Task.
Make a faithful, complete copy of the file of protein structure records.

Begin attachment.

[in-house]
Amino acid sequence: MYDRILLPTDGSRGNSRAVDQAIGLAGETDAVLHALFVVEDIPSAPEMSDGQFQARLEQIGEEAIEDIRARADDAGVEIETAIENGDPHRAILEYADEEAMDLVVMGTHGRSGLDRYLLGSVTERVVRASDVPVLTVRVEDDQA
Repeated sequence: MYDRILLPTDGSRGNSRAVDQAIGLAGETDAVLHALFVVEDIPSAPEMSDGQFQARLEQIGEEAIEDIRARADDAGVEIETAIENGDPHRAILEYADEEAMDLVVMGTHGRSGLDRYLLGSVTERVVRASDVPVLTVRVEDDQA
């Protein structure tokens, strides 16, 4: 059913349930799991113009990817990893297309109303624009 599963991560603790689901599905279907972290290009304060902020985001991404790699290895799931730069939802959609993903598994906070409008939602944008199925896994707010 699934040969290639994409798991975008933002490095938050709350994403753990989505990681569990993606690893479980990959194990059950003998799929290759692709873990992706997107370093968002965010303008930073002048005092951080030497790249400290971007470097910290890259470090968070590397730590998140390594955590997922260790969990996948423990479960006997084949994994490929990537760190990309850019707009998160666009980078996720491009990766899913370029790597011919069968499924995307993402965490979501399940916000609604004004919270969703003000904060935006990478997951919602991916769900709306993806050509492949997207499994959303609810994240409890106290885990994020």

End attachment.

[in-house]
Amino acid sequence: MYDRILLPTDGSRGNSRAVDQAIGLAGETDAVLHALFVVEDIPSAPEMSDGQFQARLEQIGEEAIEDIRARADDAGVEIETAIENGDPHRAILEYADEEAMDLVVMGTHGRSGLDRYLLGSVTERVVRASDVPVLTVRVEDDQA
Repeated sequence: MYDRILLPTDGSRGNSRAVDQAIGLAGETDAVLHALFVVEDIPSAPEMSDGQFQARLEQIGEEAIEDIRARADDAGVEIETAIENGDPHRAILEYADEEAMDLVVMGTHGRSGLDRYLLGSVTERVVRASDVPVLTVRVEDDQA
């Protein structure tokens, strides 16, 4: 059913349930799991113009990817990893297309109303624009 599963991560603790689901599905279907972290290009304060902020985001991404790699290895799931730069939802959609993903598994906070409008939602944008199925896994707010 699934040969290639994409798991975008933002490095938050709350994403753990989505990681569990993606690893479980990959194990059950003998799929290759692709873990992706997107370093968002965010303008930073002048005092951080030497790249400290971007470097910290890259470090968070590397730590998140390594955590997922260790969990996948423990479960006997084949994994490929990537760190990309850019707009998160666009980078996720491009990766899913370029790597011919069968499924995307993402965490979501399940916000609604004004919270969703003000904060935006990478997951919602991916769900709306993806050509492949997207499994959303609810994240409890106290885990994020």